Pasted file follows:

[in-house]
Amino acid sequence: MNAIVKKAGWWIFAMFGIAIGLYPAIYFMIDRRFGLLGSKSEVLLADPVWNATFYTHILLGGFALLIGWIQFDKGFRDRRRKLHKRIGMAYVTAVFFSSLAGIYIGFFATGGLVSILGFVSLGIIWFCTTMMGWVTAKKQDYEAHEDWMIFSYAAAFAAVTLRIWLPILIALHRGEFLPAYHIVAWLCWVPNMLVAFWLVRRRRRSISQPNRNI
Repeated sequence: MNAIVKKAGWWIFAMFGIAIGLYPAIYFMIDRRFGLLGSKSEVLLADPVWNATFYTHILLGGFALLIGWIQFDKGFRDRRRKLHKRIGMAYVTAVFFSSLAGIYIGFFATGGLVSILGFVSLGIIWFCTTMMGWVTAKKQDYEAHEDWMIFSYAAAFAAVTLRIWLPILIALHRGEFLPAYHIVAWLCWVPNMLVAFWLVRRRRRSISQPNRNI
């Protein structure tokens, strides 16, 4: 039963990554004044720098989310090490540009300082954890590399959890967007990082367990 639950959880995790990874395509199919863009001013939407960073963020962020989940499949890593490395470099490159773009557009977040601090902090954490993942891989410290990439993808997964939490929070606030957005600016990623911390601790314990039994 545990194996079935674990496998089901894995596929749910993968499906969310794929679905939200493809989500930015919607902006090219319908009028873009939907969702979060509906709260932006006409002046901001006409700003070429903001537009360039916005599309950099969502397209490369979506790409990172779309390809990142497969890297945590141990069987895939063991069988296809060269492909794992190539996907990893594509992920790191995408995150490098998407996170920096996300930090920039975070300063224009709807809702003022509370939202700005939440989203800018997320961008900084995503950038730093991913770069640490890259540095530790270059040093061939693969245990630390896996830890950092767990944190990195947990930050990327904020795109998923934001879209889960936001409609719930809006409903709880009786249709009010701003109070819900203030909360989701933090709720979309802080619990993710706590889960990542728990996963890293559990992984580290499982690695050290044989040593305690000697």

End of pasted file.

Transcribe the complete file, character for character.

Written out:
[in-house]
Amino acid sequence: MNAIVKKAGWWIFAMFGIAIGLYPAIYFMIDRRFGLLGSKSEVLLADPVWNATFYTHILLGGFALLIGWIQFDKGFRDRRRKLHKRIGMAYVTAVFFSSLAGIYIGFFATGGLVSILGFVSLGIIWFCTTMMGWVTAKKQDYEAHEDWMIFSYAAAFAAVTLRIWLPILIALHRGEFLPAYHIVAWLCWVPNMLVAFWLVRRRRRSISQPNRNI
Repeated sequence: MNAIVKKAGWWIFAMFGIAIGLYPAIYFMIDRRFGLLGSKSEVLLADPVWNATFYTHILLGGFALLIGWIQFDKGFRDRRRKLHKRIGMAYVTAVFFSSLAGIYIGFFATGGLVSILGFVSLGIIWFCTTMMGWVTAKKQDYEAHEDWMIFSYAAAFAAVTLRIWLPILIALHRGEFLPAYHIVAWLCWVPNMLVAFWLVRRRRRSISQPNRNI
């Protein structure tokens, strides 16, 4: 039963990554004044720098989310090490540009300082954890590399959890967007990082367990 639950959880995790990874395509199919863009001013939407960073963020962020989940499949890593490395470099490159773009557009977040601090902090954490993942891989410290990439993808997964939490929070606030957005600016990623911390601790314990039994 545990194996079935674990496998089901894995596929749910993968499906969310794929679905939200493809989500930015919607902006090219319908009028873009939907969702979060509906709260932006006409002046901001006409700003070429903001537009360039916005599309950099969502397209490369979506790409990172779309390809990142497969890297945590141990069987895939063991069988296809060269492909794992190539996907990893594509992920790191995408995150490098998407996170920096996300930090920039975070300063224009709807809702003022509370939202700005939440989203800018997320961008900084995503950038730093991913770069640490890259540095530790270059040093061939693969245990630390896996830890950092767990944190990195947990930050990327904020795109998923934001879209889960936001409609719930809006409903709880009786249709009010701003109070819900203030909360989701933090709720979309802080619990993710706590889960990542728990996963890293559990992984580290499982690695050290044989040593305690000697």